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Sweden 1970
Directed by
Ingmar Bergman
101 minutes
Rated M

Reviewed by
Bernard Hemingway
3.5 stars

The Passion Of Anna

As with much of Bergman’s work of the '70s The Passion Of Anna, the story of an existentially-alienated male. Andreas (Max von Sydow). living on a small barren island, is closely autobiographical and was part of a triptych of films (Hour Of The Wolf,1967, and Shame,1968,being its companions) with von Sydow and Ullman in the leads and shot in Berman's home, the island of Fårö 

As Bergman made his home on a  small barren island so does his stand-in, Andreas, whilst his then partner Liv Ullmann plays Anna. a woman who drifts into Andreas's life and for a time brings him into contact with other people. Needless to say the outcome is not a happy one in what becomes a kind of waking nightmare for Andreas and even for Bergman a bleak account of humanity.All the characters (the other two main players being Bergman regulars Bibi Andersson and Erland Josephson) are living are in various states of denial, desperation, cynicism and other less than desirable conditions whilst the (unseen) locals hound an innocent man to his death, wrongly believing him to be a torturer of animals.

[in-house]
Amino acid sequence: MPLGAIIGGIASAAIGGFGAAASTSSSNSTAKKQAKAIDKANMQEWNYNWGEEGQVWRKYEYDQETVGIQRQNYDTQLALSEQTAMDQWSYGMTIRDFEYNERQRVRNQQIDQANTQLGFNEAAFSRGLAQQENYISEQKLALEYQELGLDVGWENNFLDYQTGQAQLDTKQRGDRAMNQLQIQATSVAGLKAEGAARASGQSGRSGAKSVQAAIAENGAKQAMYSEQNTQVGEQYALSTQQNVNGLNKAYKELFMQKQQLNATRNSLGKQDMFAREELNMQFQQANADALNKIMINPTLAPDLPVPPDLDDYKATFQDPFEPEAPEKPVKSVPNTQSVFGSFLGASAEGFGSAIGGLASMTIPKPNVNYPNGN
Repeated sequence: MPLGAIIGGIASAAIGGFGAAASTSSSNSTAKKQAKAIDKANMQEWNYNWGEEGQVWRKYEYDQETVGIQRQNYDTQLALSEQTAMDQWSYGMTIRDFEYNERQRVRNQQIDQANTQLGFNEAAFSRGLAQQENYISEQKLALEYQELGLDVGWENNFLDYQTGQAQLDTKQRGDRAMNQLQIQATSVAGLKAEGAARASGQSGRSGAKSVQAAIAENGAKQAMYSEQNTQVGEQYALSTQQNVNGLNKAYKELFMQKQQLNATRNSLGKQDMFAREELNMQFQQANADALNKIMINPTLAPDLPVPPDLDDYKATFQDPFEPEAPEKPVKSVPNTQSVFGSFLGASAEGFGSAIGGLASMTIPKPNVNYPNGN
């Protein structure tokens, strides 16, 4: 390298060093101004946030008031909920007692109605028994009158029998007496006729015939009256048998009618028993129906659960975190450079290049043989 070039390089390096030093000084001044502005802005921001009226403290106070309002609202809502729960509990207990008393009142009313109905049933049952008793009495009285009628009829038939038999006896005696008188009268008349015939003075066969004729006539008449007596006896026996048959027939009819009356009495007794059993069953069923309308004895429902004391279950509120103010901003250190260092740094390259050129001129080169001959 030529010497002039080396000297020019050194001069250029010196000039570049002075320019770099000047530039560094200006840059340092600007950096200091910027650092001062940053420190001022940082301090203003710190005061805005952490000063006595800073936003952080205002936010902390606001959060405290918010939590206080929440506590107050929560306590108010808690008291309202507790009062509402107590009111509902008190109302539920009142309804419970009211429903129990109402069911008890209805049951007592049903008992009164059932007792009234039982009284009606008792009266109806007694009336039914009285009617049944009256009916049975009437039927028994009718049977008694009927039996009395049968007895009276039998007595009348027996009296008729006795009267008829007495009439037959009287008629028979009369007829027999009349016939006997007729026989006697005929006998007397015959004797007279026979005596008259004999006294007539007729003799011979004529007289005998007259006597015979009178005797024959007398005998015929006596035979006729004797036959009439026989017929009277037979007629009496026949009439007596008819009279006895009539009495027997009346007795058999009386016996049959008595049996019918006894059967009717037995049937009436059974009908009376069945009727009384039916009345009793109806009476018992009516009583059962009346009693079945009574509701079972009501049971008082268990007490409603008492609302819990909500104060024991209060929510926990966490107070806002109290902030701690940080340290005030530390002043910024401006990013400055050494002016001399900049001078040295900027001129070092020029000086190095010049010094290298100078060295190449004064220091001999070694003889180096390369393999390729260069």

The film, Bergman's first drama in colour, cuts away from the fictional story for four short interviews with actors who reflect on their characters. Bibi Andersson’s and Liv Ullmann’s were improvised, while those of Max von Sydow and Erland Josephson were scripted. There is no apparent advantage to this and the fictional story stands on its own with Bergman as usual employing a variety of formal techniques to suggest his characters' painful inner worlds. 

DVD Extras: Original Story Reading by Elliot Gould: "Disintegration of Passion" featurette: Interviews with Bibi Andersson, Liv Ullmann and Erland Josephson; Audio Commentary by Bergman biographer, Marc Gervais; Photo Gallery; Original Theatrical Trailer.

The film is available as part of a handsome 5 DVD box set in Shock's Distinction Series. Other films included are The Hour Of the Wolf, Shame and The Serpent’s Egg; whilst the 5th DVD has a suite of feature length documentaries about the director and his work.

Available from: Shock Entertainment




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